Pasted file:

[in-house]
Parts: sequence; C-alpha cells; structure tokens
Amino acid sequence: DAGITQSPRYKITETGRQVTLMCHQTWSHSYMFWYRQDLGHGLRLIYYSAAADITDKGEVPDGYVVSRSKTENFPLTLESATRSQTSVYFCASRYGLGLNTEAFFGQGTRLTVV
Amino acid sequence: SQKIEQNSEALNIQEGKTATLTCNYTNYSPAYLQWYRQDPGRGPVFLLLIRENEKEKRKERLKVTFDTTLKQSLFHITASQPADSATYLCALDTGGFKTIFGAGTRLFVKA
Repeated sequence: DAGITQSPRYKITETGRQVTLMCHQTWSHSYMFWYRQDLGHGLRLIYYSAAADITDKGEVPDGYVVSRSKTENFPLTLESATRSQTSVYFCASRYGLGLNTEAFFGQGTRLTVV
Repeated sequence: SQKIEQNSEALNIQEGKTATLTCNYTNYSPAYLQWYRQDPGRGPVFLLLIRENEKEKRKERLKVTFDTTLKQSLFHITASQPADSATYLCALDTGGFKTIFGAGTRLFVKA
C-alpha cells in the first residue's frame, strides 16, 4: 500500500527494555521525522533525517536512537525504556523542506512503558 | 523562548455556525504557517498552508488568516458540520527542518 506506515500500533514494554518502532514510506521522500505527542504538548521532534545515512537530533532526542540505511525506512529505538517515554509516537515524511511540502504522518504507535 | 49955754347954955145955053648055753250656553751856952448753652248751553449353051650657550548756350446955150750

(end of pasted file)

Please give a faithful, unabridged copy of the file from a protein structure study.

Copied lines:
[in-house]
Parts: sequence; C-alpha cells; structure tokens
Amino acid sequence: DAGITQSPRYKITETGRQVTLMCHQTWSHSYMFWYRQDLGHGLRLIYYSAAADITDKGEVPDGYVVSRSKTENFPLTLESATRSQTSVYFCASRYGLGLNTEAFFGQGTRLTVV
Amino acid sequence: SQKIEQNSEALNIQEGKTATLTCNYTNYSPAYLQWYRQDPGRGPVFLLLIRENEKEKRKERLKVTFDTTLKQSLFHITASQPADSATYLCALDTGGFKTIFGAGTRLFVKA
Repeated sequence: DAGITQSPRYKITETGRQVTLMCHQTWSHSYMFWYRQDLGHGLRLIYYSAAADITDKGEVPDGYVVSRSKTENFPLTLESATRSQTSVYFCASRYGLGLNTEAFFGQGTRLTVV
Repeated sequence: SQKIEQNSEALNIQEGKTATLTCNYTNYSPAYLQWYRQDPGRGPVFLLLIRENEKEKRKERLKVTFDTTLKQSLFHITASQPADSATYLCALDTGGFKTIFGAGTRLFVKA
C-alpha cells in the first residue's frame, strides 16, 4: 500500500527494555521525522533525517536512537525504556523542506512503558 | 523562548455556525504557517498552508488568516458540520527542518 506506515500500533514494554518502532514510506521522500505527542504538548521532534545515512537530533532526542540505511525506512529505538517515554509516537515524511511540502504522518504507535 | 49955754347954955145955053648055753250656553751856952448753652248751553449353051650657550548756350446955150750